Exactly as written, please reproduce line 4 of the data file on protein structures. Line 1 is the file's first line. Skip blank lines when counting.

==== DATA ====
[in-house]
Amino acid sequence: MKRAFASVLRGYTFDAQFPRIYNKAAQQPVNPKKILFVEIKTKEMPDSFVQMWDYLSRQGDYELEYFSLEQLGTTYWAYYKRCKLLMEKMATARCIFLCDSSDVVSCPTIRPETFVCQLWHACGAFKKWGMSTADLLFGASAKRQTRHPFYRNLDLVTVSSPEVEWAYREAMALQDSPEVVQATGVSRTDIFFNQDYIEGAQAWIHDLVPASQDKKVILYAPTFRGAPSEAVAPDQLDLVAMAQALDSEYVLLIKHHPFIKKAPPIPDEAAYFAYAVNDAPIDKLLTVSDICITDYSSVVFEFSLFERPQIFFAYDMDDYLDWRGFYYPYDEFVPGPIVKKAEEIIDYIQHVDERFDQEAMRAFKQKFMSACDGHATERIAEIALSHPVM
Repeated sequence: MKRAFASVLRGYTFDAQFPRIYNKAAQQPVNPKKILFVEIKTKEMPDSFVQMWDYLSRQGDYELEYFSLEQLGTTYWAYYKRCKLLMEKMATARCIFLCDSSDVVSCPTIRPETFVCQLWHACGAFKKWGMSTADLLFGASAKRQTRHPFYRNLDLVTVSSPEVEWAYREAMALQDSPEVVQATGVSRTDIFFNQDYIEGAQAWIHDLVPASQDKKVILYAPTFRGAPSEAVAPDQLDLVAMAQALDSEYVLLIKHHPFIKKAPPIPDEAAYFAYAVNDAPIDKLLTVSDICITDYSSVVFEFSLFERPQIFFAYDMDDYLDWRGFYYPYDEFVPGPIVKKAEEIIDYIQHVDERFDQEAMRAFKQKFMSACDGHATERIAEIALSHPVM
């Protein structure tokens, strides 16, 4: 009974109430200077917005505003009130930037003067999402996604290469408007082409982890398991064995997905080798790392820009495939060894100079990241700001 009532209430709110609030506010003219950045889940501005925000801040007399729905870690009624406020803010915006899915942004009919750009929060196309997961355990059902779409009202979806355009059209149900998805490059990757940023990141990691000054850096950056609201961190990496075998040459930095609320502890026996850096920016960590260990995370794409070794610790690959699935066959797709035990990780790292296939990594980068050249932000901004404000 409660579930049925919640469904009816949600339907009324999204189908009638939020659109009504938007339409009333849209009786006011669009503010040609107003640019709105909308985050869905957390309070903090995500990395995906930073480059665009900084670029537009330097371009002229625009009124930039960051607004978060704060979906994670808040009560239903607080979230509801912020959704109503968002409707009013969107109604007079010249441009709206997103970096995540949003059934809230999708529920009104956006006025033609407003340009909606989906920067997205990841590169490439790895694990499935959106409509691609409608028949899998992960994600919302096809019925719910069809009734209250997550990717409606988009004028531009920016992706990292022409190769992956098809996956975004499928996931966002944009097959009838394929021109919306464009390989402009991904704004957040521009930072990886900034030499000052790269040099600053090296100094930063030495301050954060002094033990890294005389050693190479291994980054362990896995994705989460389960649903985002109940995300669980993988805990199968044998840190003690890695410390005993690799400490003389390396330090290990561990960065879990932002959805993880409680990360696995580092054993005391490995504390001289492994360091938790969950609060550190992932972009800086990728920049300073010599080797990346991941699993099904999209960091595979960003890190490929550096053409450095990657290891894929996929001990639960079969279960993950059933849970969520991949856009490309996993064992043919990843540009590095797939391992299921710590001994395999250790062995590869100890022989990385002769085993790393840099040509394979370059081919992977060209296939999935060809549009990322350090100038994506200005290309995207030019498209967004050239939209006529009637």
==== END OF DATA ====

């Protein structure tokens, strides 16, 4: 009974109430200077917005505003009130930037003067999402996604290469408007082409982890398991064995997905080798790392820009495939060894100079990241700001 009532209430709110609030506010003219950045889940501005925000801040007399729905870690009624406020803010915006899915942004009919750009929060196309997961355990059902779409009202979806355009059209149900998805490059990757940023990141990691000054850096950056609201961190990496075998040459930095609320502890026996850096920016960590260990995370794409070794610790690959699935066959797709035990990780790292296939990594980068050249932000901004404000 409660579930049925919640469904009816949600339907009324999204189908009638939020659109009504938007339409009333849209009786006011669009503010040609107003640019709105909308985050869905957390309070903090995500990395995906930073480059665009900084670029537009330097371009002229625009009124930039960051607004978060704060979906994670808040009560239903607080979230509801912020959704109503968002409707009013969107109604007079010249441009709206997103970096995540949003059934809230999708529920009104956006006025033609407003340009909606989906920067997205990841590169490439790895694990499935959106409509691609409608028949899998992960994600919302096809019925719910069809009734209250997550990717409606988009004028531009920016992706990292022409190769992956098809996956975004499928996931966002944009097959009838394929021109919306464009390989402009991904704004957040521009930072990886900034030499000052790269040099600053090296100094930063030495301050954060002094033990890294005389050693190479291994980054362990896995994705989460389960649903985002109940995300669980993988805990199968044998840190003690890695410390005993690799400490003389390396330090290990561990960065879990932002959805993880409680990360696995580092054993005391490995504390001289492994360091938790969950609060550190992932972009800086990728920049300073010599080797990346991941699993099904999209960091595979960003890190490929550096053409450095990657290891894929996929001990639960079969279960993950059933849970969520991949856009490309996993064992043919990843540009590095797939391992299921710590001994395999250790062995590869100890022989990385002769085993790393840099040509394979370059081919992977060209296939999935060809549009990322350090100038994506200005290309995207030019498209967004050239939209006529009637």